It was a very early Friday morning after being out so late the night before. It had rained the whole day Thursday, and this day had been planned for weeks. It was supposed to be sunny and nice, but I wasn’t too sure what to expect when I first went outside to take the dog for an early morning walk. All I saw was fog. That Friday was supposed to be a day of fun, out enjoying the warm sunshine. How long would this fog be hanging around, and was it gonna mess up the canoe trip that was planned for that day?
There was an hour and a half drive ahead of us, surely this white overhanging blanket wouldn’t last too much longer, so off we went. An hour later, there were still patches here and there. It didn’t make for fast travel and there were even a few close calls – thanks for looking both ways before you turned out in front of me, white diesel that blended in with the thick surroundings! Come ten o’clock, we had arrived and the sun was filling every inch of the sky, it was going to be a beautiful day, a beautiful day for a swamp canoe!
We were told it was a canoe trip, the swamp part was thrown in later. I figured it was a bit of an exaggeration because the lake was shallow or something like that. But, no exaggeration at all, it was in fact a canoe trip in the swamp. Good thing there are no alligators around… or are there, TWRA man who said some live in Memphis? Never mind that, we weren’t in Memphis, back to the alligator-free swamp.
The official description of this trip was, “Deep, swamp canoeing into the old growth Cypress forest of Reelfoot Lake.” This is an area around the lake that is only flooded at certain times of the year and it is not something that a lot of people get to do, so we are very happy to have come across some great Tennessee State Park resources!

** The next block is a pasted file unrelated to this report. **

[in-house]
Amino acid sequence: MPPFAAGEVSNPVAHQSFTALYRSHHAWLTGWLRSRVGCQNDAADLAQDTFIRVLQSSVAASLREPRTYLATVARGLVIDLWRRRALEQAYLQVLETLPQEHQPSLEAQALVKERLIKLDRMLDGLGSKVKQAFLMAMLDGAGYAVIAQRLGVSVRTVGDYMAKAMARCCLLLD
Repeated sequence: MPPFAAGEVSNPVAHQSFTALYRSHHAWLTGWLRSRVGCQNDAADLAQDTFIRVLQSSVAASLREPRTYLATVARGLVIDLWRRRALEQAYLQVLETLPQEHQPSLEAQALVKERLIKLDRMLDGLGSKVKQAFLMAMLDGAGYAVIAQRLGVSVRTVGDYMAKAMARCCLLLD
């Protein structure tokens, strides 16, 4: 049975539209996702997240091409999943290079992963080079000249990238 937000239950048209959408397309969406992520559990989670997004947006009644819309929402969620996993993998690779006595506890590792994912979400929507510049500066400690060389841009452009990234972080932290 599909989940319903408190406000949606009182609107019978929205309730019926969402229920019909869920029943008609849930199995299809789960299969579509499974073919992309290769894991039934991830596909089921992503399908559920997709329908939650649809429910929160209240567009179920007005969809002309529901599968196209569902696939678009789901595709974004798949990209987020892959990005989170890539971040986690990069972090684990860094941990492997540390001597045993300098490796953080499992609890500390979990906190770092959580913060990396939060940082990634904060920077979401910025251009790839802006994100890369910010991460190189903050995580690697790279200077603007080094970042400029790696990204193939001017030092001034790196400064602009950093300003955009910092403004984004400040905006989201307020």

I will say, however, the use of the word deep was a bit of a stretch. At almost every time of our canoe trip, we were pushing ourselves through the water using the bottom of the swamp rather than propelling ourselves through the water. And a few times we were even completely bottomed out, having to dig in slightly with our paddles to get through the sticks and protruding stumps. Still a lot of fun, and a great workout!
How it looked when we started.
Just follow the orange flags. Wait, where is the orange flag?
After almost two hours later, we made it back to the start. The boy had long passed us by and was waiting for us where we began. The cousins were a little closer, so the rest of us came in at about the same time. We made it through the swamp with no snakebites, leaches latched on, or overturned canoes. And we did get to see a snake, many, many fish jumping up as we passed over the open water, and even a bald eagle. I thought perhaps I might had even seen an alligator, but then quickly realized it was only a knobby, cypress stump slightly emerged out of the water. Really, there are NO alligators in West Tennessee! Right?
Our canoe was up against this branch.
The water suddenly came to life: fish and plants!
Reelfoot is known for its bald eagles.
A great trip and I think this time next year, I will be looking forward to doing it again. Only next time I am gonna try as hard as I can to get my guy out of the office for a day to go with us!